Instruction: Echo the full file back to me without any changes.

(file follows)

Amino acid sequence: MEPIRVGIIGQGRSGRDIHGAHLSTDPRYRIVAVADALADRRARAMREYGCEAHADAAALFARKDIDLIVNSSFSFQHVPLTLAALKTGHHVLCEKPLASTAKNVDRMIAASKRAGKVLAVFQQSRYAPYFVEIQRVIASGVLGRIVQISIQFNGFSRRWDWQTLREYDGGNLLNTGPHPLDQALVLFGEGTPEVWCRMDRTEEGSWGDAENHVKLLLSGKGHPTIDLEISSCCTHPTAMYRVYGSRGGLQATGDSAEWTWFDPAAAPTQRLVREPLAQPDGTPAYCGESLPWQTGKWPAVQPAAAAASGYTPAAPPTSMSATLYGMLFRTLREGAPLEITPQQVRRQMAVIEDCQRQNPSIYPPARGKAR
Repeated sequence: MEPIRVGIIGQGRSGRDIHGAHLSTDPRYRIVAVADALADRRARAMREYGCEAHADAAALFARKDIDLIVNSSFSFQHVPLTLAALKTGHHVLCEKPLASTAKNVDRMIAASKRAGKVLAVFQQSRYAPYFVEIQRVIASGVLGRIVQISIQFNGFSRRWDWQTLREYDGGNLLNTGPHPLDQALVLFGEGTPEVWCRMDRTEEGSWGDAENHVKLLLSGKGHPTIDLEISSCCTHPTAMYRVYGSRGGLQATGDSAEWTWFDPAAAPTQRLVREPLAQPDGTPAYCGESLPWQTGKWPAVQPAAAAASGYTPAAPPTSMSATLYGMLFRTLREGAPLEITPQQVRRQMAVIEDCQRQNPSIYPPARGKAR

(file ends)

Amino acid sequence: MEPIRVGIIGQGRSGRDIHGAHLSTDPRYRIVAVADALADRRARAMREYGCEAHADAAALFARKDIDLIVNSSFSFQHVPLTLAALKTGHHVLCEKPLASTAKNVDRMIAASKRAGKVLAVFQQSRYAPYFVEIQRVIASGVLGRIVQISIQFNGFSRRWDWQTLREYDGGNLLNTGPHPLDQALVLFGEGTPEVWCRMDRTEEGSWGDAENHVKLLLSGKGHPTIDLEISSCCTHPTAMYRVYGSRGGLQATGDSAEWTWFDPAAAPTQRLVREPLAQPDGTPAYCGESLPWQTGKWPAVQPAAAAASGYTPAAPPTSMSATLYGMLFRTLREGAPLEITPQQVRRQMAVIEDCQRQNPSIYPPARGKAR
Repeated sequence: MEPIRVGIIGQGRSGRDIHGAHLSTDPRYRIVAVADALADRRARAMREYGCEAHADAAALFARKDIDLIVNSSFSFQHVPLTLAALKTGHHVLCEKPLASTAKNVDRMIAASKRAGKVLAVFQQSRYAPYFVEIQRVIASGVLGRIVQISIQFNGFSRRWDWQTLREYDGGNLLNTGPHPLDQALVLFGEGTPEVWCRMDRTEEGSWGDAENHVKLLLSGKGHPTIDLEISSCCTHPTAMYRVYGSRGGLQATGDSAEWTWFDPAAAPTQRLVREPLAQPDGTPAYCGESLPWQTGKWPAVQPAAAAASGYTPAAPPTSMSATLYGMLFRTLREGAPLEITPQQVRRQMAVIEDCQRQNPSIYPPARGKAR